School’s out for summer, school’s out forever

“I got a letterman’s sweater with a letter in front I got for football and track, I‘m proud to wear it now, when I cruise around the other parts of the town, I got a decal in back, so be true to your school now…”  — “Be True to Your School,” The Beach Boys, 1963

“We don’t need no education, we don’t need no thought control, no dark sarcasm in the classroom, teacher! Leave them kids alone!…”“Another Brick in the Wall,” Pink Floyd, 1979


These two lyrics, written 16 years apart, offer polar-opposite examples of rock songs about life in high school, from rah-rah school spirit to “school sucks.”

0630aab5-a4e0-5c1d-a5ba-c50609cd71ed.imageAfter love and romance, and cars and driving, few subjects have been covered more often in rock music lyrics than the pros and cons of the high school experience.

Early on, it was the universal feelings of Chuck Berry’s “School Days” and the carefree fun of Jerry Lee Lewis’s “High School Confidential.”  That evolved into the infatuations and crushes of Lulu’s “To Sir With Love” and Elton John’s “Teacher I Need You.”  Later came the more lustful emotions of Van Halen’s “Hot for Teacher” and the rules-breaking of Brownsville Station’s “Smoking in the Boys Room.”  There was even the militant rebellion of The Replacements’ “F–k School.”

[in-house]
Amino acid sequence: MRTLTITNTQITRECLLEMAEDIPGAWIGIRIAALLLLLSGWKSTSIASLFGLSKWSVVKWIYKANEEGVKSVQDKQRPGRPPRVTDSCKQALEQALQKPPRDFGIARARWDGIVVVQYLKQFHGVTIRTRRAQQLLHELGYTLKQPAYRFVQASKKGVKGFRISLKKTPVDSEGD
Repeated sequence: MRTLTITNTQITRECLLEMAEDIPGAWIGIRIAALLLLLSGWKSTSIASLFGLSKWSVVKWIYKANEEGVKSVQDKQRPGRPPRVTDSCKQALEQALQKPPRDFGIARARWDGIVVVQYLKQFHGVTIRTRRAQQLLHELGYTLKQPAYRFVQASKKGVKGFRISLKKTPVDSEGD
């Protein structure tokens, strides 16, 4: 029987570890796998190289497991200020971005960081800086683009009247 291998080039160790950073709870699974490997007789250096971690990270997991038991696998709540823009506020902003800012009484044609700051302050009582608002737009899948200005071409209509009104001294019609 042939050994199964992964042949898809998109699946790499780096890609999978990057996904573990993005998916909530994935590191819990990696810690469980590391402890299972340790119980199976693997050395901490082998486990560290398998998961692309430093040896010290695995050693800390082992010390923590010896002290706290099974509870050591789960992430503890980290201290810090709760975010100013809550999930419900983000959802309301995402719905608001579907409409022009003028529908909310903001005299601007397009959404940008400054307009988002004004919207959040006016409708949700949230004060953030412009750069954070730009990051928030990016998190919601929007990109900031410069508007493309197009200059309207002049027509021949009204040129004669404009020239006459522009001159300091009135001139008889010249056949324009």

Some tunes that focus on other subjects still manage to make observations about school.  Take Paul Simon’s 1973 hit “Kodachrome”:  “When I think back on all the crap I learned in high school, it’s a wonder I can think at all…”  In 1984, Bruce Springsteen’s “No Surrender,” about not breaking promises and not giving up, included this line:  “We busted out of class, had to get away from those fools, we learned more from a three-minute record than we ever learned in school…”  Reminiscing about childhood in general brought out this school memory in Stevie Wonder’s 1977 hit “I Wish”: “Smokin’ cigarettes and writing something nasty on the wall, teacher sends you to the principal’s office down the hall, you grow up and learn that kinda thing ain’t right, but while you were doing it, it sure felt outta sight…”  

They’re still writing great tunes about school in the new millennium.  Check out John Mayer’s 2001 single, “No Such Thing”:   “I wanna run through the halls of my high school, I wanna scream at the top of my lungs, I just found out there’s no such thing as the real world, just a lie you’ve got to rise above, I just can’t wait til my ten-year reunion,